The Confederate flag was once a familiar symbol in country music, representing the rural South and the renegade spirit of artists such as David Allan Coe and Hank Williams Jr.
But the rebel banner that was removed from the grounds of the South Carolina Capitol has steadily faded from stage and song, with many country artists quietly distancing themselves from the emblem that used to feature prominently in merchandise, lyrics and concerts.
“You won’t find it being used by young country acts today, partly because it doesn’t mean the same thing to them,” said Robert K. Oermann, author and columnist for MusicRow magazine. “Partly because some of them aren’t Southern, and partly because if you want to appeal to a national audience, why would you do that?”
Many artists have adopted the American flag instead.
Only a small number of country artists have been willing to speak on the issue in the weeks since nine black churchgoers were fatally shot at a Bible study in Charleston, South Carolina.
Charlie Daniels wrote a long column on his website addressing the most recent controversy over the flag, which he called “a sign of defiance, a sign of pride, a declaration of a geographical area that you were proud to be from.”
“That’s all it is to me and all it ever has been to me,” Daniels wrote, explaining that he opposes racism and believes that every person deserves the same rights and advantages regardless of skin color.
“Unfortunately,” Daniels said on the site, “the Confederate battle flag has been adopted by hate groups – and individuals like Dylann Roof,” who is charged with murder in the church attack.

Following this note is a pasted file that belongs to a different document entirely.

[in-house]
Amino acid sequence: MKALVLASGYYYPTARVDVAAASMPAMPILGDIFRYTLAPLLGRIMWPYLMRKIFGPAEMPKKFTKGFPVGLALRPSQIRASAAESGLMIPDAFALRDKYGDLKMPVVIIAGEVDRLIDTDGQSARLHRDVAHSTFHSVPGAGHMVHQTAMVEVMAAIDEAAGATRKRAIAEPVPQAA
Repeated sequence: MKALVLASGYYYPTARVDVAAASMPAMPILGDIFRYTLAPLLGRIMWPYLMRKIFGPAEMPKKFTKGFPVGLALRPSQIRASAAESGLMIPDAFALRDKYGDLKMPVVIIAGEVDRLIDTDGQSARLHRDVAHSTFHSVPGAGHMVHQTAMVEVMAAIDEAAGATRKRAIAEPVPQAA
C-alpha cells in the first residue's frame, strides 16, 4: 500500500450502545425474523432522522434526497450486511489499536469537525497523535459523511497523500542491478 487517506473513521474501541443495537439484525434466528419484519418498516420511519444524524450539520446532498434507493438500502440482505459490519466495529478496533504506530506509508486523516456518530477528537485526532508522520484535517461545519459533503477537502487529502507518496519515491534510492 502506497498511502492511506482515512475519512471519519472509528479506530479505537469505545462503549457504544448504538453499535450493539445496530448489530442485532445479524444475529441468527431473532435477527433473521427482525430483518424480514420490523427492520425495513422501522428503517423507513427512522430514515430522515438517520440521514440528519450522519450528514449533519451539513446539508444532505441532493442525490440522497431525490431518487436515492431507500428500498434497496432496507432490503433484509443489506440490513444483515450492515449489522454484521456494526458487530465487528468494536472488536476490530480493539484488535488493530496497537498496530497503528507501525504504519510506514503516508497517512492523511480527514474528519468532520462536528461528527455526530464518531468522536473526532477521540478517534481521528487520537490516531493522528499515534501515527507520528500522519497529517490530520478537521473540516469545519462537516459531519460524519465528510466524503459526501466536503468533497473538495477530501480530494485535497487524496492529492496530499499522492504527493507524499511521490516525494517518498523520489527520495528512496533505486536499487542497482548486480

John Rich, of the duo Big and Rich, told Fox News’ Sean Hannity that he agreed with calls to remove the flag from its pole outside the Statehouse in Columbia.
The banner was not commonly used until the late 1960s, when it began to be adopted by some country and rock artists who identified as outlaw musicians appealing to blue-collar fans, Oermann said.
Coe and Williams, the country group Alabama and rockers like Lynyrd Skynyrd all used the flag on stage or in merchandise or referenced the flag or the Confederacy in their lyrics.
The flag continued to appear in some country acts through the 1970s and early 1980s, but it fell out of favor as the genre became more commercial and the industry sought to reach wider audiences in the suburbs and urban areas beyond the South.
Country artists take a big risk in addressing social and political issues. Just two years ago, Brad Paisley was criticized for recording a song called “Accidental Racist,” with rapper LL Cool J, that sought to explore racial tensions but came across as naive and ill-advised.
Diane Pecknold, an associate professor of women and gender studies at the University of Louisville who has written extensively about the history of country music, said country has a strong association with patriotism and with promoting inclusion of all races and cultures. She noted that Paisley, Tim McGraw and Garth Brooks all have songs that are explicitly anti-racist.
“You can criticize them for being naive or being post-racial in a way that ignores contemporary and institutionalized racism,” Pecknold said. “You can criticize them for failing to conceptualize it in a meaningful way, but you still have to say that they are talking about race and an ideal of America that is anti-racist.”
Darius Rucker, a black musician who hails from Charleston, chose to communicate directly to his fans on Twitter: “Incredibly proud of my city for handling this tragedy with love. Thankful to be a part of a community that can come together in a time of need.”
But his music speaks louder than words. In 1994, Rucker and Hootie & The Blowfish including a song called “Drowning,” in its mega seller, “Cracked Rear View.” It was a direct rebuke on the flag’s placement on the capitol dome.